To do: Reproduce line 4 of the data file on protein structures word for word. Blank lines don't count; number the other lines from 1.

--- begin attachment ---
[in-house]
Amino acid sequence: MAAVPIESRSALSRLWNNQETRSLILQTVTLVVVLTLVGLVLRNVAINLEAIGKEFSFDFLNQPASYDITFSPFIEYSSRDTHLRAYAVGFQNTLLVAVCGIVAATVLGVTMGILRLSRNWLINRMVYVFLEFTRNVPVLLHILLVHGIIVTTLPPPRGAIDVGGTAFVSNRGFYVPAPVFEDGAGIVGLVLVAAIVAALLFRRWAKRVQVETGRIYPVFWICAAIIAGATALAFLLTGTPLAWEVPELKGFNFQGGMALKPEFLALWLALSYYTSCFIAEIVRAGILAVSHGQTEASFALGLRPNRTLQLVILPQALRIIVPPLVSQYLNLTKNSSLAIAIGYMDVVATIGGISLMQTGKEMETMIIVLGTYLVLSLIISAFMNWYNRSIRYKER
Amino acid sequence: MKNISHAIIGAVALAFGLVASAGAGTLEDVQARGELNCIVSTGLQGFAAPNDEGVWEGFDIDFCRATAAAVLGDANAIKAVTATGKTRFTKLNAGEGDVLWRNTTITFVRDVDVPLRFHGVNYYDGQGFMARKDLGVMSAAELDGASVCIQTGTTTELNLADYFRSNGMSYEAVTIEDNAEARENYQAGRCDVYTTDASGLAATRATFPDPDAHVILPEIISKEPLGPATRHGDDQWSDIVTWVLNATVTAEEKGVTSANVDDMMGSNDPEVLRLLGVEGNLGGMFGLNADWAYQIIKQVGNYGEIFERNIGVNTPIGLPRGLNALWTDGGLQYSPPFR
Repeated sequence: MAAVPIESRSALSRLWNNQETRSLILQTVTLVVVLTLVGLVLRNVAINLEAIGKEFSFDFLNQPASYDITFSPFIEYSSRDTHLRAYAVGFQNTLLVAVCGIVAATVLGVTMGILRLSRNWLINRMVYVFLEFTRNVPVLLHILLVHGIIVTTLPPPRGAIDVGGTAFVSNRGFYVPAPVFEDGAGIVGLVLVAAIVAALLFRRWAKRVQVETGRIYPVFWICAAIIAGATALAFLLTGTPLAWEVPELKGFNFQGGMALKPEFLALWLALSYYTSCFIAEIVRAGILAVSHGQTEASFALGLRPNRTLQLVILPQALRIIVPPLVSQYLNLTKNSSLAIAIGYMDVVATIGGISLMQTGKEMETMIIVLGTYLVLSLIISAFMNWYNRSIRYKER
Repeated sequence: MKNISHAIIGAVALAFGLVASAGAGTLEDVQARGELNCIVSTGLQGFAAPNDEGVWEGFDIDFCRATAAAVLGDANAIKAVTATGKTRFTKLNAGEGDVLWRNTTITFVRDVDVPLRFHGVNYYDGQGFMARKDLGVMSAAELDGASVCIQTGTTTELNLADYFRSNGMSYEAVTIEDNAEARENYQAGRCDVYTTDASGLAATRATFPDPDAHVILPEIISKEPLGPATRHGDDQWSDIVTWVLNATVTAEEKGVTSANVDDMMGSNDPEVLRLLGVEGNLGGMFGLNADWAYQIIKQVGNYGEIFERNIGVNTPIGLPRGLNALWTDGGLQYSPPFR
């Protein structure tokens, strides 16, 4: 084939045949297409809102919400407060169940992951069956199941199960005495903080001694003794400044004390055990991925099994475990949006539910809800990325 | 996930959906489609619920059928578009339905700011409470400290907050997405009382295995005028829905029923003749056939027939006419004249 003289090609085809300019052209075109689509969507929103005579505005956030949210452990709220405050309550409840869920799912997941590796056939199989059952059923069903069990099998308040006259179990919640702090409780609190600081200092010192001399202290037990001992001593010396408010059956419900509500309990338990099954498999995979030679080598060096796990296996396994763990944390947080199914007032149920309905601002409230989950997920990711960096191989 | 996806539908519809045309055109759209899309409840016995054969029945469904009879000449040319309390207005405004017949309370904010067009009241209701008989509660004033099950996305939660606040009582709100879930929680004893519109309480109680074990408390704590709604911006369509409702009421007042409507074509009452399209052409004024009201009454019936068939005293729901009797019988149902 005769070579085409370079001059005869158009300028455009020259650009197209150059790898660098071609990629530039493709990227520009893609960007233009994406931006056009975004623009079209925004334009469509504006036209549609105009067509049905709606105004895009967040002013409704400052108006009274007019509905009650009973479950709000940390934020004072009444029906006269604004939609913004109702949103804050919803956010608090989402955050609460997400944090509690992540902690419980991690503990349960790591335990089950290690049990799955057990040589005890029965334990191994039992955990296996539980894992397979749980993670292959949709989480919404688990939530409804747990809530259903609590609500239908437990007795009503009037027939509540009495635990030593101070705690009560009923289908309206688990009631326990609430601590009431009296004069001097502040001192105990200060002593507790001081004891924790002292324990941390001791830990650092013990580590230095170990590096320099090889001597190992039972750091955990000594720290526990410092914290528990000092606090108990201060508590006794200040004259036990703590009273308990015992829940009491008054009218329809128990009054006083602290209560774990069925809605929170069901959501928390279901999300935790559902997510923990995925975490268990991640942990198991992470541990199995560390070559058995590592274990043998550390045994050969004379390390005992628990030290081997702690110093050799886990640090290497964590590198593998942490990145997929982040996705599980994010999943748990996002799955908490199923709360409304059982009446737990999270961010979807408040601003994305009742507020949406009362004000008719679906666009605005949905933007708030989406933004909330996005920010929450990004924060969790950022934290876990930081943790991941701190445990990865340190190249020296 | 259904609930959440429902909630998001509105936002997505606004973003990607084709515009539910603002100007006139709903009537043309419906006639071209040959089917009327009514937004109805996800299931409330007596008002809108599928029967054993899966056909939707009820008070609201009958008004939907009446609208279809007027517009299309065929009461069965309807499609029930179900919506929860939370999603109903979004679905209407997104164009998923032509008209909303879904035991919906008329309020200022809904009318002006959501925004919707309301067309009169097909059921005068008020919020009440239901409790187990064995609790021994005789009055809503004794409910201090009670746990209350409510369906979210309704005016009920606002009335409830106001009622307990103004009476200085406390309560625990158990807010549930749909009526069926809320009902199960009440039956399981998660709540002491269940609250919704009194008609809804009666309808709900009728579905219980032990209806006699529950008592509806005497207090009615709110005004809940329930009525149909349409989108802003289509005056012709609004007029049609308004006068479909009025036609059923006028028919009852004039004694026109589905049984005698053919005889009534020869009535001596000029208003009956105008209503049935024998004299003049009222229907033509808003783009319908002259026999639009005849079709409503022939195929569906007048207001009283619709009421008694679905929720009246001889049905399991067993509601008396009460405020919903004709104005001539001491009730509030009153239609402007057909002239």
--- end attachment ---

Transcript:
Repeated sequence: MAAVPIESRSALSRLWNNQETRSLILQTVTLVVVLTLVGLVLRNVAINLEAIGKEFSFDFLNQPASYDITFSPFIEYSSRDTHLRAYAVGFQNTLLVAVCGIVAATVLGVTMGILRLSRNWLINRMVYVFLEFTRNVPVLLHILLVHGIIVTTLPPPRGAIDVGGTAFVSNRGFYVPAPVFEDGAGIVGLVLVAAIVAALLFRRWAKRVQVETGRIYPVFWICAAIIAGATALAFLLTGTPLAWEVPELKGFNFQGGMALKPEFLALWLALSYYTSCFIAEIVRAGILAVSHGQTEASFALGLRPNRTLQLVILPQALRIIVPPLVSQYLNLTKNSSLAIAIGYMDVVATIGGISLMQTGKEMETMIIVLGTYLVLSLIISAFMNWYNRSIRYKER